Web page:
By Kara Witherow, Editor
In early 2010, Rev. Ashley Randall was at his heaviest. What had once been an easy activity – taking a quick walk around the block with his wife – had become a struggle. His wife, Laine, had her own health issues, and began to look at their diet for possible solutions.
About the same time, they learned of the Virgin HealthMiles physical activity program sponsored by the United Methodist Board of Pension and Health Benefits.
Rev. Randall, eager to have something to help motivate and hold him accountable, enrolled.
“I had gotten into some bad habits and was not as active as I needed to be,” said Rev. Randall, who serves Garden City United Methodist Church. “It was the loss of capacity, feeling not as strong as I had, that led me back to the gym.”
He began running, using a couch-to-5K program that alternates walking and running small distances to slowly building up the runner’s endurance.
“The first few times out I ran about 100 yards and then had to walk a quarter of a mile,” he said. “That’s where I started. But by staying committed to a program I was able to experience progress.”
In 2009, Rev. Randall ran his first half marathon. The next year, he competed in five triathlons. And on November 5, 2011, he was able to check one more activity off his “life goals” list – competing in and finishing his first marathon.
The couple made drastic changes to their diet, too, deciding to become vegan, eating only plant-based, whole foods.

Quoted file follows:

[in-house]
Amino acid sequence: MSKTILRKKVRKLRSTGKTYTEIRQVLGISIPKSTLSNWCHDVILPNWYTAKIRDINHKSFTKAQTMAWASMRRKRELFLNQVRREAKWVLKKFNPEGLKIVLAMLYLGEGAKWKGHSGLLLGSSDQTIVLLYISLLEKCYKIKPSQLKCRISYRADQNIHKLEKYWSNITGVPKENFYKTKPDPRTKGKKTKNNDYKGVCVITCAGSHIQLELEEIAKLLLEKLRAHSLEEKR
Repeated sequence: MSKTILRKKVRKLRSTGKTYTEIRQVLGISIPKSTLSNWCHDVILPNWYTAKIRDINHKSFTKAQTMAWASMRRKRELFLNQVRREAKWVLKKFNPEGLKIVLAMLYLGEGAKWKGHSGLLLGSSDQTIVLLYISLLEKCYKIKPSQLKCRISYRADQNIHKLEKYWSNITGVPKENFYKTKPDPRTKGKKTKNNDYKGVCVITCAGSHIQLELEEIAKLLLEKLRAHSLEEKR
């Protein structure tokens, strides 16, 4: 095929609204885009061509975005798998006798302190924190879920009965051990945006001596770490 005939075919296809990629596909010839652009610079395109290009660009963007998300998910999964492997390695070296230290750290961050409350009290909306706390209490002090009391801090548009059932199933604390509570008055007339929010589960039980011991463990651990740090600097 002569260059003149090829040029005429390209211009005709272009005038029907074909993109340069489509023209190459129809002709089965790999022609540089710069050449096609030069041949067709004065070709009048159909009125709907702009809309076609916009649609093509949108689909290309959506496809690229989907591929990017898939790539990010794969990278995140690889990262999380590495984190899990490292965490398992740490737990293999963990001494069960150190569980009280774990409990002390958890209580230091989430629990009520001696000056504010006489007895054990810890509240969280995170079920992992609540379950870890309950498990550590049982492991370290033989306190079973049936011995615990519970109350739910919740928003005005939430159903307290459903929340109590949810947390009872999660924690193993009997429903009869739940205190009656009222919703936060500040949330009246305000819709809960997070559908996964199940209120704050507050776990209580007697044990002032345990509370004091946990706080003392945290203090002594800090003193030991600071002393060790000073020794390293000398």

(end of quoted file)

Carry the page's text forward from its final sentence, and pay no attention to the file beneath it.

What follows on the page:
In less than two years, Rev. Randall has lost 65 pounds, going from 225 to a lean 160.
“I feel very well and haven’t gotten any colds or been sick in two years,” he said. “I also sleep better than I did before.”
In January 2009, the pension board’s Center for Health introduced the Virgin HealthMiles program to annual (regional) conferences and employer groups that sponsor the HealthFlex insurance plan. In 2010, the program expanded to include any United Methodist conference that wanted to offer it.
“This is a program to get people up and moving,” said Eleanor Dickson, assistant director for pensions and benefits for the South Georgia Conference. “We’re a sedentary, obese nation, and anything you do toward improving your health is good not only for yourself, but it affects your insurance. The healthier we can get our participants, the lower our insurance rates are.”
HealthMiles participants receive pedometers to track their activity and upload their data to the program’s website. Participants save on their medical plan deductible and can earn up to $400 a year. Nearly 49% of eligible adults participate in South Georgia’s HealthFlex Virgin HealthMiles program.
Rev. Rich Wright’s goal is to take 12,000 steps every day. The pastor of Hinesville First United Methodist Church, Rev. Wright works out every weekday morning and tries to play golf twice a week.
As a former Army Airborne Ranger infantryman, physical activity is a way of life, but Rev. Wright also makes conscious choices to be active in his everyday tasks. Instead of taking the elevator, he opts to climb the stairs. When making hospital visits, he parks further out than the designated clergy parking space.
In constant pain from his days of jumping out of airplanes, Rev. Wright, who fractured a hip during a parachute jump and suffers from four herniated and bulging disks in his neck, says he is fortunate to still be in good enough shape to exercise.